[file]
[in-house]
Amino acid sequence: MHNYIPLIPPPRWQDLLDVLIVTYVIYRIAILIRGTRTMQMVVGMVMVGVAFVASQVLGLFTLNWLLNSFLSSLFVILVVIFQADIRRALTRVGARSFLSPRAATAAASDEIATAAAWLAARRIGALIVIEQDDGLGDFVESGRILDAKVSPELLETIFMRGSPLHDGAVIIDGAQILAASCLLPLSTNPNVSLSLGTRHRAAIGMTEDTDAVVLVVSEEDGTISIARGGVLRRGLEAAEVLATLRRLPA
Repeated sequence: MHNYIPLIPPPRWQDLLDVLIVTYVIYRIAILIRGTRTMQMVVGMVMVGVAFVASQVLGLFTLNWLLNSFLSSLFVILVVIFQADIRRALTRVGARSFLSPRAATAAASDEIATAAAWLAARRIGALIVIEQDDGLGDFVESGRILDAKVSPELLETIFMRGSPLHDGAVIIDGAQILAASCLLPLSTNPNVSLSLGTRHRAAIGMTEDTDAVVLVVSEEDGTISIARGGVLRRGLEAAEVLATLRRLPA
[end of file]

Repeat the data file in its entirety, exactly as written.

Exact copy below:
[in-house]
Amino acid sequence: MHNYIPLIPPPRWQDLLDVLIVTYVIYRIAILIRGTRTMQMVVGMVMVGVAFVASQVLGLFTLNWLLNSFLSSLFVILVVIFQADIRRALTRVGARSFLSPRAATAAASDEIATAAAWLAARRIGALIVIEQDDGLGDFVESGRILDAKVSPELLETIFMRGSPLHDGAVIIDGAQILAASCLLPLSTNPNVSLSLGTRHRAAIGMTEDTDAVVLVVSEEDGTISIARGGVLRRGLEAAEVLATLRRLPA
Repeated sequence: MHNYIPLIPPPRWQDLLDVLIVTYVIYRIAILIRGTRTMQMVVGMVMVGVAFVASQVLGLFTLNWLLNSFLSSLFVILVVIFQADIRRALTRVGARSFLSPRAATAAASDEIATAAAWLAARRIGALIVIEQDDGLGDFVESGRILDAKVSPELLETIFMRGSPLHDGAVIIDGAQILAASCLLPLSTNPNVSLSLGTRHRAAIGMTEDTDAVVLVVSEEDGTISIARGGVLRRGLEAAEVLATLRRLPA